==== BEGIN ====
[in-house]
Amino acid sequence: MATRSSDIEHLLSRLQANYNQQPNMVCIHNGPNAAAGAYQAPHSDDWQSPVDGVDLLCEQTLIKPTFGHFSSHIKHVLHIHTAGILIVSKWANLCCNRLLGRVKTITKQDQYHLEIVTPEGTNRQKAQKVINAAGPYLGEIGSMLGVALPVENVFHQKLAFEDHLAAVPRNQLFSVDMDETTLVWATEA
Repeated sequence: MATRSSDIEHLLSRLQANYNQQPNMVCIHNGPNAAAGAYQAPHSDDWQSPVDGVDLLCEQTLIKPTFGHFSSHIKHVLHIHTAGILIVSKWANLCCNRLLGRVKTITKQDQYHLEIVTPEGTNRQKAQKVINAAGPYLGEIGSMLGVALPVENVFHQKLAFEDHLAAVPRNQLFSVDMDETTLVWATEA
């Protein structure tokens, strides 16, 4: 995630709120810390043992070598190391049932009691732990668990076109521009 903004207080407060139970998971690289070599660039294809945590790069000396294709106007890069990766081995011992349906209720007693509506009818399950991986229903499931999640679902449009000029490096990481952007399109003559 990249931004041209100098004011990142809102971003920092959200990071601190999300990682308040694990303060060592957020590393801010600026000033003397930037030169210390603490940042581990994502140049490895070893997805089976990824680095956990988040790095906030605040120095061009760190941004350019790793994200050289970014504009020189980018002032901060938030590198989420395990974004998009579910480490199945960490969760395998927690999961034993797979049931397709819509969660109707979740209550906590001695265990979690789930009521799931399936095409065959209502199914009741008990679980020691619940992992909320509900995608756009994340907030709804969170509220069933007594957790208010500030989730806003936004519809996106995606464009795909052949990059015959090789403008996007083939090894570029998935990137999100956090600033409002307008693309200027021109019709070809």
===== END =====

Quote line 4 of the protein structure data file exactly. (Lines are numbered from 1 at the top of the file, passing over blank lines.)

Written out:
């Protein structure tokens, strides 16, 4: 995630709120810390043992070598190391049932009691732990668990076109521009 903004207080407060139970998971690289070599660039294809945590790069000396294709106007890069990766081995011992349906209720007693509506009818399950991986229903499931999640679902449009000029490096990481952007399109003559 990249931004041209100098004011990142809102971003920092959200990071601190999300990682308040694990303060060592957020590393801010600026000033003397930037030169210390603490940042581990994502140049490895070893997805089976990824680095956990988040790095906030605040120095061009760190941004350019790793994200050289970014504009020189980018002032901060938030590198989420395990974004998009579910480490199945960490969760395998927690999961034993797979049931397709819509969660109707979740209550906590001695265990979690789930009521799931399936095409065959209502199914009741008990679980020691619940992992909320509900995608756009994340907030709804969170509220069933007594957790208010500030989730806003936004519809996106995606464009795909052949990059015959090789403008996007083939090894570029998935990137999100956090600033409002307008693309200027021109019709070809």